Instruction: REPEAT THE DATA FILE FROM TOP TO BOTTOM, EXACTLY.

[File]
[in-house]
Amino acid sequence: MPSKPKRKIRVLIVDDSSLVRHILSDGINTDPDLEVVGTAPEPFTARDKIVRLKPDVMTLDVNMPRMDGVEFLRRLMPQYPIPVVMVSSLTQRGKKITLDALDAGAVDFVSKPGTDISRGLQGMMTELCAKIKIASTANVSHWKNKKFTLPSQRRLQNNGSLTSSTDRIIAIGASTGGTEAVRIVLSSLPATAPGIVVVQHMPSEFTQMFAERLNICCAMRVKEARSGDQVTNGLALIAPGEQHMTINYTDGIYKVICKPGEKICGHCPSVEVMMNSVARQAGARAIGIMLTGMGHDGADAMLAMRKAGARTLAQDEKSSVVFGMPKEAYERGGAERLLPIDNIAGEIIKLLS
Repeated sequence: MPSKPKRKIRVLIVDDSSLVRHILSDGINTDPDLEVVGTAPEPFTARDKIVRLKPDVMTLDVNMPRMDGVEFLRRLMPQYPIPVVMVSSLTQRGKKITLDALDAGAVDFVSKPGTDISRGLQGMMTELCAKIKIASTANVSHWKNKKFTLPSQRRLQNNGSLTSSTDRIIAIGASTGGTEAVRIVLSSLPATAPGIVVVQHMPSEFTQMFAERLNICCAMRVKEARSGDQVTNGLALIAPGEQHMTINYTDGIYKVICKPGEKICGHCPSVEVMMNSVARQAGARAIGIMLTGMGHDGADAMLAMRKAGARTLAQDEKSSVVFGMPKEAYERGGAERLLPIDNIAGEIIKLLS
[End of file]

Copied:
[in-house]
Amino acid sequence: MPSKPKRKIRVLIVDDSSLVRHILSDGINTDPDLEVVGTAPEPFTARDKIVRLKPDVMTLDVNMPRMDGVEFLRRLMPQYPIPVVMVSSLTQRGKKITLDALDAGAVDFVSKPGTDISRGLQGMMTELCAKIKIASTANVSHWKNKKFTLPSQRRLQNNGSLTSSTDRIIAIGASTGGTEAVRIVLSSLPATAPGIVVVQHMPSEFTQMFAERLNICCAMRVKEARSGDQVTNGLALIAPGEQHMTINYTDGIYKVICKPGEKICGHCPSVEVMMNSVARQAGARAIGIMLTGMGHDGADAMLAMRKAGARTLAQDEKSSVVFGMPKEAYERGGAERLLPIDNIAGEIIKLLS
Repeated sequence: MPSKPKRKIRVLIVDDSSLVRHILSDGINTDPDLEVVGTAPEPFTARDKIVRLKPDVMTLDVNMPRMDGVEFLRRLMPQYPIPVVMVSSLTQRGKKITLDALDAGAVDFVSKPGTDISRGLQGMMTELCAKIKIASTANVSHWKNKKFTLPSQRRLQNNGSLTSSTDRIIAIGASTGGTEAVRIVLSSLPATAPGIVVVQHMPSEFTQMFAERLNICCAMRVKEARSGDQVTNGLALIAPGEQHMTINYTDGIYKVICKPGEKICGHCPSVEVMMNSVARQAGARAIGIMLTGMGHDGADAMLAMRKAGARTLAQDEKSSVVFGMPKEAYERGGAERLLPIDNIAGEIIKLLS